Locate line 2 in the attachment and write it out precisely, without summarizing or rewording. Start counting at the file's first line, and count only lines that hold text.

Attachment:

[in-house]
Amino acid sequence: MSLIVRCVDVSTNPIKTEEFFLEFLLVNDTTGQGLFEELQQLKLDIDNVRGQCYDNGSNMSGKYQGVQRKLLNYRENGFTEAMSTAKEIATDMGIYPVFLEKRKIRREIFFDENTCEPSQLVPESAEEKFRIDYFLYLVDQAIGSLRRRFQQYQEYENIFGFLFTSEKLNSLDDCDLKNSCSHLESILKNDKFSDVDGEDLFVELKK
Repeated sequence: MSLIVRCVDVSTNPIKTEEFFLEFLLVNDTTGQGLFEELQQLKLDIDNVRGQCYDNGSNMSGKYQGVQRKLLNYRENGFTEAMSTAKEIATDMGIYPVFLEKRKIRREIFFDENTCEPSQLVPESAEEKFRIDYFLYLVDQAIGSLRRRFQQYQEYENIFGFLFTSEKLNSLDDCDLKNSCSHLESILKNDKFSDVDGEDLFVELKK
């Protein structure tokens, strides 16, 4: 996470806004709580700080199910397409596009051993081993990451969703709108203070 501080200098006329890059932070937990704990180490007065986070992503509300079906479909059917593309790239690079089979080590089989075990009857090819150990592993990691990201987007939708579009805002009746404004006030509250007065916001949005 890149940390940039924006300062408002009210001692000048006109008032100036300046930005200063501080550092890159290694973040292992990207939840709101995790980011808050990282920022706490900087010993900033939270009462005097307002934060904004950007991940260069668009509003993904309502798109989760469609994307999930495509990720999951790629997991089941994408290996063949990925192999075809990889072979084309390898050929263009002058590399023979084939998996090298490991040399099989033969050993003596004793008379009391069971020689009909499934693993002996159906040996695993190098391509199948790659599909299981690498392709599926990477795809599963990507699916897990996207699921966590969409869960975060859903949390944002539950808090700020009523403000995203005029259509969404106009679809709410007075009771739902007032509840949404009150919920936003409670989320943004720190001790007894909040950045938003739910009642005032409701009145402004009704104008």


Amino acid sequence: MSLIVRCVDVSTNPIKTEEFFLEFLLVNDTTGQGLFEELQQLKLDIDNVRGQCYDNGSNMSGKYQGVQRKLLNYRENGFTEAMSTAKEIATDMGIYPVFLEKRKIRREIFFDENTCEPSQLVPESAEEKFRIDYFLYLVDQAIGSLRRRFQQYQEYENIFGFLFTSEKLNSLDDCDLKNSCSHLESILKNDKFSDVDGEDLFVELKK